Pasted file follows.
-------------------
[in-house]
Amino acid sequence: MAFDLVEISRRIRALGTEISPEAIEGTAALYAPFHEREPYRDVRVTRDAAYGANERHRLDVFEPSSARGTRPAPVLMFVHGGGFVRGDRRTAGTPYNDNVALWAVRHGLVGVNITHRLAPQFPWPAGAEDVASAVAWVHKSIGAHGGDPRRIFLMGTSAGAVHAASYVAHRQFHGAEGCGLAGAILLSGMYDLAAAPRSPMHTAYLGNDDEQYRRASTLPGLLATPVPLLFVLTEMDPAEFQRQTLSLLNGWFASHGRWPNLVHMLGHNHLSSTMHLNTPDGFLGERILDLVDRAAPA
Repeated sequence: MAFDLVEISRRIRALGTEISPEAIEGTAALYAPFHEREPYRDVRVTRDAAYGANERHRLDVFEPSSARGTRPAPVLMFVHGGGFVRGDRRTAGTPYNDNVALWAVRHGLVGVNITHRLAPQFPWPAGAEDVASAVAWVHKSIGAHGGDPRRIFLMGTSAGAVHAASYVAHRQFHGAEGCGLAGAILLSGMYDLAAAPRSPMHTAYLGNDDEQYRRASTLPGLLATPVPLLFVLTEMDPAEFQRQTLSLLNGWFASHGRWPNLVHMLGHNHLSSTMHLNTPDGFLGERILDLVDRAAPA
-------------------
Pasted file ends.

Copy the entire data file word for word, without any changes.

[in-house]
Amino acid sequence: MAFDLVEISRRIRALGTEISPEAIEGTAALYAPFHEREPYRDVRVTRDAAYGANERHRLDVFEPSSARGTRPAPVLMFVHGGGFVRGDRRTAGTPYNDNVALWAVRHGLVGVNITHRLAPQFPWPAGAEDVASAVAWVHKSIGAHGGDPRRIFLMGTSAGAVHAASYVAHRQFHGAEGCGLAGAILLSGMYDLAAAPRSPMHTAYLGNDDEQYRRASTLPGLLATPVPLLFVLTEMDPAEFQRQTLSLLNGWFASHGRWPNLVHMLGHNHLSSTMHLNTPDGFLGERILDLVDRAAPA
Repeated sequence: MAFDLVEISRRIRALGTEISPEAIEGTAALYAPFHEREPYRDVRVTRDAAYGANERHRLDVFEPSSARGTRPAPVLMFVHGGGFVRGDRRTAGTPYNDNVALWAVRHGLVGVNITHRLAPQFPWPAGAEDVASAVAWVHKSIGAHGGDPRRIFLMGTSAGAVHAASYVAHRQFHGAEGCGLAGAILLSGMYDLAAAPRSPMHTAYLGNDDEQYRRASTLPGLLATPVPLLFVLTEMDPAEFQRQTLSLLNGWFASHGRWPNLVHMLGHNHLSSTMHLNTPDGFLGERILDLVDRAAPA